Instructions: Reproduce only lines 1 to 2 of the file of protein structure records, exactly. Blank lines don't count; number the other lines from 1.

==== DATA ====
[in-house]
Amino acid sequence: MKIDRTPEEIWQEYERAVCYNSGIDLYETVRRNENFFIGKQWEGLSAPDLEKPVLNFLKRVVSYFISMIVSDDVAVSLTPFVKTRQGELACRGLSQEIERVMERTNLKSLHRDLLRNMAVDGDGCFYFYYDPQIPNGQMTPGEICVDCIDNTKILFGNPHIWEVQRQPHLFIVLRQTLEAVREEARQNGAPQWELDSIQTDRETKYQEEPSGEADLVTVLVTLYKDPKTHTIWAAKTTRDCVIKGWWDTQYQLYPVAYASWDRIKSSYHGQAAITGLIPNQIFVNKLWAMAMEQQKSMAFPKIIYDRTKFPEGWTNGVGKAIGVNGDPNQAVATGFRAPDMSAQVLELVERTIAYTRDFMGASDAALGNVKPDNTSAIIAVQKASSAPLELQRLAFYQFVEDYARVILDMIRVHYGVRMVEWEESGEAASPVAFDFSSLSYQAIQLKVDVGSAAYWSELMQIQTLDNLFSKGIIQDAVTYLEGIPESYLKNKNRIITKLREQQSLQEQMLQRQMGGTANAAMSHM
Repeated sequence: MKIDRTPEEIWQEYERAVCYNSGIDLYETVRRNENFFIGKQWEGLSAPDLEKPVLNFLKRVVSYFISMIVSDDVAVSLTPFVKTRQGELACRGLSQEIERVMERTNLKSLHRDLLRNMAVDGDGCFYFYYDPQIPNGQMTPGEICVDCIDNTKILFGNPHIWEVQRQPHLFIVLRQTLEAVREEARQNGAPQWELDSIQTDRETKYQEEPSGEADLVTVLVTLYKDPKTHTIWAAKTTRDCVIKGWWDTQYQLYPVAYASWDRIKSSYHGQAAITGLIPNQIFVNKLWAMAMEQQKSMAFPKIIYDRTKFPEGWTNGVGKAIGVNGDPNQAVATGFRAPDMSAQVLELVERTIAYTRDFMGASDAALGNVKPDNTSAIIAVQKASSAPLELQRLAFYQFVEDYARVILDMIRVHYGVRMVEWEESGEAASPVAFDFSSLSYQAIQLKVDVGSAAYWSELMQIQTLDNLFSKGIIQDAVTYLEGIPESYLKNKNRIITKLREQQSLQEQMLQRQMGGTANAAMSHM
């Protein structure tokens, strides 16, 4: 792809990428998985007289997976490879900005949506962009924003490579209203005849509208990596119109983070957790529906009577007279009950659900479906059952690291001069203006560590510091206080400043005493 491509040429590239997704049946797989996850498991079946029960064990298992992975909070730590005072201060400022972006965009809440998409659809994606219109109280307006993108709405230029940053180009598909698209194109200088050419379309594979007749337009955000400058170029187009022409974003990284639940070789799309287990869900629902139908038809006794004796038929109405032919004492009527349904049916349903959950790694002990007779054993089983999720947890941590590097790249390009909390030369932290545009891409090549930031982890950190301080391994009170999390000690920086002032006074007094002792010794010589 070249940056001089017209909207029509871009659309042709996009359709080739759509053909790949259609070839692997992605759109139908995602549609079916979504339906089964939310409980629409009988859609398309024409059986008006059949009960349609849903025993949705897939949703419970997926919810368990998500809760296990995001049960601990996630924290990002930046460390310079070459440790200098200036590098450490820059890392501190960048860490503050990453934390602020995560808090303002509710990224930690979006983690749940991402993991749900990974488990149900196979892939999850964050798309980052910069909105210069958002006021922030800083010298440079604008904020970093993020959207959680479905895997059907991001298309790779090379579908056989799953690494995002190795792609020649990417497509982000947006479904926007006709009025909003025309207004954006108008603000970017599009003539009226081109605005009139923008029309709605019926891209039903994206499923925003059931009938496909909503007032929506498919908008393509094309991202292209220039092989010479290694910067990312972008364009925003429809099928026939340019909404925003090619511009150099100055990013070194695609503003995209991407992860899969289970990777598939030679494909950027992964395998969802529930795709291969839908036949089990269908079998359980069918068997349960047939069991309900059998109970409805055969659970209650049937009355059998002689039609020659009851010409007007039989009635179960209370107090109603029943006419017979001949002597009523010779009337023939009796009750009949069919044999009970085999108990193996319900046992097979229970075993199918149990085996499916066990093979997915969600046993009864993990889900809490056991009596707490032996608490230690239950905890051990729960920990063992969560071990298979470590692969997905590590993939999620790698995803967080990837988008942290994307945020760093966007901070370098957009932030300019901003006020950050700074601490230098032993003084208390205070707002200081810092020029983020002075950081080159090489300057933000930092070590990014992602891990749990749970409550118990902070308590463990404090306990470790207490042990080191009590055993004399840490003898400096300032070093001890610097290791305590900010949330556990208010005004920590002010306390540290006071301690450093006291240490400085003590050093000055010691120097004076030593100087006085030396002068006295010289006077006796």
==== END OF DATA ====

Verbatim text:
[in-house]
Amino acid sequence: MKIDRTPEEIWQEYERAVCYNSGIDLYETVRRNENFFIGKQWEGLSAPDLEKPVLNFLKRVVSYFISMIVSDDVAVSLTPFVKTRQGELACRGLSQEIERVMERTNLKSLHRDLLRNMAVDGDGCFYFYYDPQIPNGQMTPGEICVDCIDNTKILFGNPHIWEVQRQPHLFIVLRQTLEAVREEARQNGAPQWELDSIQTDRETKYQEEPSGEADLVTVLVTLYKDPKTHTIWAAKTTRDCVIKGWWDTQYQLYPVAYASWDRIKSSYHGQAAITGLIPNQIFVNKLWAMAMEQQKSMAFPKIIYDRTKFPEGWTNGVGKAIGVNGDPNQAVATGFRAPDMSAQVLELVERTIAYTRDFMGASDAALGNVKPDNTSAIIAVQKASSAPLELQRLAFYQFVEDYARVILDMIRVHYGVRMVEWEESGEAASPVAFDFSSLSYQAIQLKVDVGSAAYWSELMQIQTLDNLFSKGIIQDAVTYLEGIPESYLKNKNRIITKLREQQSLQEQMLQRQMGGTANAAMSHM